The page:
Key Terms We Use in Our Teaching
|Digraph||two letters make one sound (e.g. sh, ch, ai, ea, ou, ow)|
|Trigraph||three letters make one sound (e.g. igh, ear, air, ure)|
|Split digraph||two letters make one sound but the letters have been split apart by another letter. (e.g. the a - e sound in cape)|
|Phoneme||a single unit of sound|
|Grapheme||a written letter, or group of letter that represent a sound|
|Consonants||b, c, d, f, g, h, j, k, l, m, n, p, q, r, s, t, v, w, x, y, z|
|Blend||to put or merge the sounds together to make a word (e.g. the sounds d-o-g are blended to the word ‘dog’)|
|Segment||to break down the word into its individual sounds to spell (e.g cat can be split into the sounds c-a-t.)|
|Sound buttons||ways of visually isolating different sounds in a word. We use a dot under letters where one letter makes one sound and a line understand digraphs or trigraphs|
Websites You Can Use to Support Your Child With Their Phonics Learning at Home
The Pioneer Federation has a rigorous, whole school approach to the teaching of phonics through daily teaching sessions and ongoing assessment. All schools are currently trialling and selecting new systematic synthetic phonics schemes (SSPs). East Hoathly is trialling the Little Wandle scheme (amongst others) throughout term 2 (2021-22) and will be making a final selection for Term 3. Whilst trials are ongoing, children’s phonics teaching and learning remains a strength and priority for the school.
All children in Nursery, Reception and Year 1 will be taught phonic skills through a range of teaching methods. Phonics is taught daily for 20 minutes. The dedicated daily phonics lessons follow a thorough programme, including verbal and written activities, to ensure grapheme and phoneme correspondence is secure before moving onto the next phase.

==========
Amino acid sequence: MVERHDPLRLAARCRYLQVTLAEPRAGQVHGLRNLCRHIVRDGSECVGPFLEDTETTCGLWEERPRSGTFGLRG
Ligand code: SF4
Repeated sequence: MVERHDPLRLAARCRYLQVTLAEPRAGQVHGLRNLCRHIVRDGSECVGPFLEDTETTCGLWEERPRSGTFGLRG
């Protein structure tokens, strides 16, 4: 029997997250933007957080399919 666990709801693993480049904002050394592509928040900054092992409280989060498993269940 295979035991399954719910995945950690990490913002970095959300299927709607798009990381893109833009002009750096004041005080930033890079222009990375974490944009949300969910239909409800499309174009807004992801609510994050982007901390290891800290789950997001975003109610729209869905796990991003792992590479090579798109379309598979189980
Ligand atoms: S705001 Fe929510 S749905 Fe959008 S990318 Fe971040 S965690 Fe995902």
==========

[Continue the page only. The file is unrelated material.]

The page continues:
In Reception, the children start with initial sounds, progressing onto further combinations of letters (digraphs and trigraphs). Using the sounds that the children already know, they then build up skills of blending and segmenting longer words.
In Year 1, we assess how secure the children are with the previous curriculum content and consolidate any gaps in the children’s knowledge. Teaching then moves rapidly onto more complex letter and sounds combinations. As in Reception, we use a range of strategies in whole class daily teaching sessions. The mixed aged Key Stage 1 class is often taught in year groups with the class teacher overseeing other staff who are trained in phonics delivery. Ongoing assessments are used to track progress. Year 1 pupils do the Phonics screening in June of Year 1.
In Year 2, we revisit and revise all phonic gaps highlighted by the Phonics Screening Check, making connection between phonic sounds and spelling by following the No-Nonsense Spelling approach. The children will also move onto developing the skill of understanding and answering reading comprehension questions. Some Year 2 children may need to re-visit the Phonic screening if they did not achieve the pass mark – these children will receive specific intervention to support them to pass this by the end of Key Stage 1.
Current phonics learning is displayed on class working walls for the children and adults to be referring to throughout the school day. The sound of the day or pattern will be highlighted throughout other learning so that this knowledge becomes embedded.
Phonics is tracked throughout the school and individual children are identified for extra intervention if needed. This continues throughout Key Stage 2. If children do not pass the Phonics Screening Check at the end of Year 2, their intervention continues throughout Key Stage 2 to ensure they have the knowledge they need to develop effective reading skills.
Phonics information meetings are also held to advise parents on the reading strategies used in school and how best they may help their child before the children start their Reception Year, and in Nursery where appropriate. Additional meetings are held to support parents prior to the Year 1 phonic screening in the Summer Term.